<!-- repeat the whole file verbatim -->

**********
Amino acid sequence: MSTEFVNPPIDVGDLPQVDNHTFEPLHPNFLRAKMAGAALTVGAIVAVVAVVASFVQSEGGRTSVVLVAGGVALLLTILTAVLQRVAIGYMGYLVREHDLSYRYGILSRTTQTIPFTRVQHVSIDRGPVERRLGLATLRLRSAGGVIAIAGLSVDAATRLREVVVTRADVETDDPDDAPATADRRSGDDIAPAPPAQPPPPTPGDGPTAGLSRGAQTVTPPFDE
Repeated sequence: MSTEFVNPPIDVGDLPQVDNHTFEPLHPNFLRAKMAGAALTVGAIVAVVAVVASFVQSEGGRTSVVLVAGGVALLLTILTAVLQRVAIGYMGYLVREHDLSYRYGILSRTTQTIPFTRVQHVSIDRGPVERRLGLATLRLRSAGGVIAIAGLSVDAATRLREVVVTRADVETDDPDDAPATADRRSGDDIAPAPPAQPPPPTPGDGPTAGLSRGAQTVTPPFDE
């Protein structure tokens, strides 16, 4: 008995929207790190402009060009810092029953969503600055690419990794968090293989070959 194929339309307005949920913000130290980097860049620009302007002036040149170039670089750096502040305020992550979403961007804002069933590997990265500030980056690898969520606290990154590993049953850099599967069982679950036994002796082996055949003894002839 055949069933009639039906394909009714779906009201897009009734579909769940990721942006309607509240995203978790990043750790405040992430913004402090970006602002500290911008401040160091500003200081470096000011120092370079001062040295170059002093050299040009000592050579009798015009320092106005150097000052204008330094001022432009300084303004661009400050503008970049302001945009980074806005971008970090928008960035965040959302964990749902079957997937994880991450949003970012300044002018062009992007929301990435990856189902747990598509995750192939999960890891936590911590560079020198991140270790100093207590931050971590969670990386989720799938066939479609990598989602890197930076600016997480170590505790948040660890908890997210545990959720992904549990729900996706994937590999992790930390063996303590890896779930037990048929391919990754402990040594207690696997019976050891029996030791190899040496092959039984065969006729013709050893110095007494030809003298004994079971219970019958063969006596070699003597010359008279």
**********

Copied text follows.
Amino acid sequence: MSTEFVNPPIDVGDLPQVDNHTFEPLHPNFLRAKMAGAALTVGAIVAVVAVVASFVQSEGGRTSVVLVAGGVALLLTILTAVLQRVAIGYMGYLVREHDLSYRYGILSRTTQTIPFTRVQHVSIDRGPVERRLGLATLRLRSAGGVIAIAGLSVDAATRLREVVVTRADVETDDPDDAPATADRRSGDDIAPAPPAQPPPPTPGDGPTAGLSRGAQTVTPPFDE
Repeated sequence: MSTEFVNPPIDVGDLPQVDNHTFEPLHPNFLRAKMAGAALTVGAIVAVVAVVASFVQSEGGRTSVVLVAGGVALLLTILTAVLQRVAIGYMGYLVREHDLSYRYGILSRTTQTIPFTRVQHVSIDRGPVERRLGLATLRLRSAGGVIAIAGLSVDAATRLREVVVTRADVETDDPDDAPATADRRSGDDIAPAPPAQPPPPTPGDGPTAGLSRGAQTVTPPFDE
């Protein structure tokens, strides 16, 4: 008995929207790190402009060009810092029953969503600055690419990794968090293989070959 194929339309307005949920913000130290980097860049620009302007002036040149170039670089750096502040305020992550979403961007804002069933590997990265500030980056690898969520606290990154590993049953850099599967069982679950036994002796082996055949003894002839 055949069933009639039906394909009714779906009201897009009734579909769940990721942006309607509240995203978790990043750790405040992430913004402090970006602002500290911008401040160091500003200081470096000011120092370079001062040295170059002093050299040009000592050579009798015009320092106005150097000052204008330094001022432009300084303004661009400050503008970049302001945009980074806005971008970090928008960035965040959302964990749902079957997937994880991450949003970012300044002018062009992007929301990435990856189902747990598509995750192939999960890891936590911590560079020198991140270790100093207590931050971590969670990386989720799938066939479609990598989602890197930076600016997480170590505790948040660890908890997210545990959720992904549990729900996706994937590999992790930390063996303590890896779930037990048929391919990754402990040594207690696997019976050891029996030791190899040496092959039984065969006729013709050893110095007494030809003298004994079971219970019958063969006596070699003597010359008279």